Clearly, I am never ready! I’m not ready for breakfast in the morning and I’m not ready for a two-year-old who demands a charcuterie board and a wine list from her carseat on the way to Target.  Having worldly penchants are great. But, this is about my process. Not hers. After all, she’s part of the reason why my process has slowed to the speed of a senile cat and a third trimester pregnancy.  Plus, I just colored a singing pig dressed in a Taylor Swift catsuit (and liked it).  

What am I saying?

I digress. My last post emphasized the importance of socialization. Yet, I would imagine that many women are like me in that they are carrying grand visions which exist outside of mere social needs. In fact, I would bet that having a vision for one’s self, family, finances, and marriage are at the top of the list. But, motherhood – as beautiful a gift as it is – can toy with our devices to produce all that we have envisioned.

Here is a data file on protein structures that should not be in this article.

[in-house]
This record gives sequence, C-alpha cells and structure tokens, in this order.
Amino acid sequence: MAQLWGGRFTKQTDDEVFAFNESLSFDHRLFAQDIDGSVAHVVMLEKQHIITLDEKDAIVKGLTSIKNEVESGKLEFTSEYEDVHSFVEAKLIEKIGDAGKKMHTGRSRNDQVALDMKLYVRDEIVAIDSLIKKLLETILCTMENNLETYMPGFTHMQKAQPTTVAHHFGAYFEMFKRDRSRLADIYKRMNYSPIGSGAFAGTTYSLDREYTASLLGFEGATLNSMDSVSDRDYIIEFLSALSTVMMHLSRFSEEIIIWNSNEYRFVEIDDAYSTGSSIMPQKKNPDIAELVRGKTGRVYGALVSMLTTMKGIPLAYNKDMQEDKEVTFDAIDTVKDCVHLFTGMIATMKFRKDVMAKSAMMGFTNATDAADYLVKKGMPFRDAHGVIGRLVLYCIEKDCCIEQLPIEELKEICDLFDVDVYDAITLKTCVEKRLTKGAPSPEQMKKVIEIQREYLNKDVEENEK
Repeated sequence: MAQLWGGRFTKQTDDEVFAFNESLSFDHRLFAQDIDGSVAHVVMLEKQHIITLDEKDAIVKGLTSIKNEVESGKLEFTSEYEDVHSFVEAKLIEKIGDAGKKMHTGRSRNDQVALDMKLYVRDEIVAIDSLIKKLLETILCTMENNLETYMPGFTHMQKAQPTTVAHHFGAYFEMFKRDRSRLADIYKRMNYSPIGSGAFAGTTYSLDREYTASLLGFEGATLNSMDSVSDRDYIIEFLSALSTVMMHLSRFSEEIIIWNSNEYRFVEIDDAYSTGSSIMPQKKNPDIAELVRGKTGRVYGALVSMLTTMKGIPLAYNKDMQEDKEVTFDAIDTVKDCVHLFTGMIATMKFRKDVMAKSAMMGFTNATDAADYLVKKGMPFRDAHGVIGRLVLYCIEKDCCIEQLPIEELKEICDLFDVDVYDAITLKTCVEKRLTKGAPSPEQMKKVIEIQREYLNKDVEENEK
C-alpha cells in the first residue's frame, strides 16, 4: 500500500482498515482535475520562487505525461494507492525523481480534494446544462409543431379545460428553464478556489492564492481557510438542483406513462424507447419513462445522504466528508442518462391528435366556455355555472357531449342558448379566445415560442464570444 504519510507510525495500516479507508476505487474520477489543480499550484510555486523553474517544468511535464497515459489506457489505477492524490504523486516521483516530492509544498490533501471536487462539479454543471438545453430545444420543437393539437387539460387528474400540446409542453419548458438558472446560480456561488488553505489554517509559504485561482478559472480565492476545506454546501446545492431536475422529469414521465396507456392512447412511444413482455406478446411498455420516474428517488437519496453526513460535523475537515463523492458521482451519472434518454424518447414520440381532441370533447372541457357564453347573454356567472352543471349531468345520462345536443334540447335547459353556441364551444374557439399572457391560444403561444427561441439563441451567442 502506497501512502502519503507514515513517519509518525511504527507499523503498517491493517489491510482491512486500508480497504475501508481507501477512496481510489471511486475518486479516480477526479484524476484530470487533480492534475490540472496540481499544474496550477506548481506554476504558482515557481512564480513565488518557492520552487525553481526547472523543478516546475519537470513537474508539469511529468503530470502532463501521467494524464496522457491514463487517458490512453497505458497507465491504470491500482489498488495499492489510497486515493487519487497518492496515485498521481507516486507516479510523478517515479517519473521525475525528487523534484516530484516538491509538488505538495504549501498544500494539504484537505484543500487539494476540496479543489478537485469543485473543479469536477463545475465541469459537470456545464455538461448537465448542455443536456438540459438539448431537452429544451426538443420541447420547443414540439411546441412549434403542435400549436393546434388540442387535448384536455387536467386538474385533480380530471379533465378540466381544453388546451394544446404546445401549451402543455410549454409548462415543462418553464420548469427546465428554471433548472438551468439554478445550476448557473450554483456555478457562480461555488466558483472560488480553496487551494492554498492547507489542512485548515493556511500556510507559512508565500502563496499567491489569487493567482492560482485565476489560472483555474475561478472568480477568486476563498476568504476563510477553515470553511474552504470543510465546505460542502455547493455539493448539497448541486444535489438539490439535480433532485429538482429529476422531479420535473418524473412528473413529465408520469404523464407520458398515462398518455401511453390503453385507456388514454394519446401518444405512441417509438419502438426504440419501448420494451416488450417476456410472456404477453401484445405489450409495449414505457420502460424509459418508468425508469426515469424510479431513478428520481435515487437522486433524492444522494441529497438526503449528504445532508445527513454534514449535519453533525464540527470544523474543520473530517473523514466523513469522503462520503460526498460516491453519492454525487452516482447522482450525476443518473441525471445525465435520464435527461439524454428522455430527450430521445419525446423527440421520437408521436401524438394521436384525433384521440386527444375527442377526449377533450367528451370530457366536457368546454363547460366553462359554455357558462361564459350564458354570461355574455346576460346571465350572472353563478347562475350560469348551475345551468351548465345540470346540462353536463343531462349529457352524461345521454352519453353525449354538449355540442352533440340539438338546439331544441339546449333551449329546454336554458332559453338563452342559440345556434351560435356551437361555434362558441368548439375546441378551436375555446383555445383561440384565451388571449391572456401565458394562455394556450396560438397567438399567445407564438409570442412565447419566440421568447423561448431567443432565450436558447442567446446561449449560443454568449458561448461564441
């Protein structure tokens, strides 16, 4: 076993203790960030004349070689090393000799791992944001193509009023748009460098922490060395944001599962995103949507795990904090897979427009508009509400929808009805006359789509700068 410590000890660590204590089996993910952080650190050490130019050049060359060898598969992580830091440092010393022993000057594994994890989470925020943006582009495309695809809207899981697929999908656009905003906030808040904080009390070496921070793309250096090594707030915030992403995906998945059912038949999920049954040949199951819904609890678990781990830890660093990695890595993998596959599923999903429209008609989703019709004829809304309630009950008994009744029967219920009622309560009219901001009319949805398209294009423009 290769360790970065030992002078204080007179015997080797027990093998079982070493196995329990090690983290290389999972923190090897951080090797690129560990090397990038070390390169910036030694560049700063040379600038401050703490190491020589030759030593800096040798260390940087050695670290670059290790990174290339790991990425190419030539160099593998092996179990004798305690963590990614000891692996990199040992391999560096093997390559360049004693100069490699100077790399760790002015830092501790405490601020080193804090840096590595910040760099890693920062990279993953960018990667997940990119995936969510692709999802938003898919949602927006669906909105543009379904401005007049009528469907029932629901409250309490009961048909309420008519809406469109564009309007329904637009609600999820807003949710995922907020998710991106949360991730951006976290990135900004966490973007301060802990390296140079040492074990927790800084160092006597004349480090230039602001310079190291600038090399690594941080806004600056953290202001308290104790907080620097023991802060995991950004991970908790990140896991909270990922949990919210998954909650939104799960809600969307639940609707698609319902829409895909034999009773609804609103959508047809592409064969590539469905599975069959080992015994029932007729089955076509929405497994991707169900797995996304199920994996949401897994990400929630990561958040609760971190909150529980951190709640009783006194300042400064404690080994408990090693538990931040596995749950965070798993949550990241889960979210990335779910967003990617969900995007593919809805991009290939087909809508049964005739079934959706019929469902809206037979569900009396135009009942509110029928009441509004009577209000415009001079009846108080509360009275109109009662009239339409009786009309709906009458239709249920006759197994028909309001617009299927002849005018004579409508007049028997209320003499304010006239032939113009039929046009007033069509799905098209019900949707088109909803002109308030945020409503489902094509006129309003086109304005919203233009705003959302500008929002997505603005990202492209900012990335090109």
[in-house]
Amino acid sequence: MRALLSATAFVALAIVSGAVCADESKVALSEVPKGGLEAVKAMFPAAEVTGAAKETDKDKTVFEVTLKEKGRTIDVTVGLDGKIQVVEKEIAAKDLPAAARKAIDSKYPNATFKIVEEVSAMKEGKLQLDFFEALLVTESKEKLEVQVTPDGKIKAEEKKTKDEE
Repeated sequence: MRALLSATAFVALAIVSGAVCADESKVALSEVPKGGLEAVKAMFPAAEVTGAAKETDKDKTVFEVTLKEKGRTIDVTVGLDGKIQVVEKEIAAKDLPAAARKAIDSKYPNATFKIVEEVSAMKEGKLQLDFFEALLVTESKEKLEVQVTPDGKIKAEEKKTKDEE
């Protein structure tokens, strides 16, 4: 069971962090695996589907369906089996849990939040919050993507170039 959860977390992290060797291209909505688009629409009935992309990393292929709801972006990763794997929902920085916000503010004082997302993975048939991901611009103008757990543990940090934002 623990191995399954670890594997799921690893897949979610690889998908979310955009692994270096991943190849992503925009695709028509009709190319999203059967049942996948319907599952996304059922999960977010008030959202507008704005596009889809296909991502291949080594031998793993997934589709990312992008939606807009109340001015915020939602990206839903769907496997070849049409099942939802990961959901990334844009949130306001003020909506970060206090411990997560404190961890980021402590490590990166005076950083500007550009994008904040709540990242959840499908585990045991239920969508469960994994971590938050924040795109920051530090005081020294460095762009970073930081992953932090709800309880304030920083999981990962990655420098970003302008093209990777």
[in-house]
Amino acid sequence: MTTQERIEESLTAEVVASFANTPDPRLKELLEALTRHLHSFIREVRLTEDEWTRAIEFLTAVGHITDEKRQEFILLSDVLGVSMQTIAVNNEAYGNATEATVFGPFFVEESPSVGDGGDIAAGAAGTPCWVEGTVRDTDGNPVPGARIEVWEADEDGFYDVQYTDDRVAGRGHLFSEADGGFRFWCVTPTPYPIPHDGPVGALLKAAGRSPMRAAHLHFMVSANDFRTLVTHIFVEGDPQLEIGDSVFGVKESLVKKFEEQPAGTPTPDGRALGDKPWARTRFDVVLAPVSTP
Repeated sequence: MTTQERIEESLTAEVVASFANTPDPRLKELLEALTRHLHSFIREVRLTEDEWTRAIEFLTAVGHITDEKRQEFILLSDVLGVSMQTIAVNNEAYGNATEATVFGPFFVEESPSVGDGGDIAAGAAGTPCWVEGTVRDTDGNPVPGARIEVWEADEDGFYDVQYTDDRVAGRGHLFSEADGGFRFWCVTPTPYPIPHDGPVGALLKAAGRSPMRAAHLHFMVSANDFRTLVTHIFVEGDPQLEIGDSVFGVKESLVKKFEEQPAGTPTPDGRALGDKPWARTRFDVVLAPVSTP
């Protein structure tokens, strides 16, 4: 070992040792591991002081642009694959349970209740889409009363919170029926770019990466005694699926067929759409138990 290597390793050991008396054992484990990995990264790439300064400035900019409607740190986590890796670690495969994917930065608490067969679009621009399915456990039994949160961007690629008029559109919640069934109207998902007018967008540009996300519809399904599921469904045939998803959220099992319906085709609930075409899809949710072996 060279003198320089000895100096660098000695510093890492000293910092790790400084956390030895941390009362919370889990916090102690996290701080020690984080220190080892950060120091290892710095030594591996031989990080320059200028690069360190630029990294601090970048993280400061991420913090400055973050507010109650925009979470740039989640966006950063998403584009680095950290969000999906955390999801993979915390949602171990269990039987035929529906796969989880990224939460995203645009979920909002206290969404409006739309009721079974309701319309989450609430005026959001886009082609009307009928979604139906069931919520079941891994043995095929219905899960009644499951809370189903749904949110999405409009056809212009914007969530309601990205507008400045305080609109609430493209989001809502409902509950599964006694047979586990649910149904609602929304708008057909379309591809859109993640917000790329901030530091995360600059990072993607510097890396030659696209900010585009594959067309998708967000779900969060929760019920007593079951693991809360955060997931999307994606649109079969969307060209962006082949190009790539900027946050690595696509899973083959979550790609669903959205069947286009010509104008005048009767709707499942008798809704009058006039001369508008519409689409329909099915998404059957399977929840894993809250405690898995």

The Blessing!

We don’t have to go at this alone. Especially since we all occur within a number of subcategories (see below). Perhaps this why we struggle to reconcile ourselves.

Who am I? Who am I supposed to be?

For me, I had a very clear vision of who I wanted to become, but I struggled to put it all together. I missed drawing my own income and completing marketable tasks. I missed my husband and our relationship prior to having children. In fact, the last time I think I saw his lusty gaze was when Bitcoin hit $20k.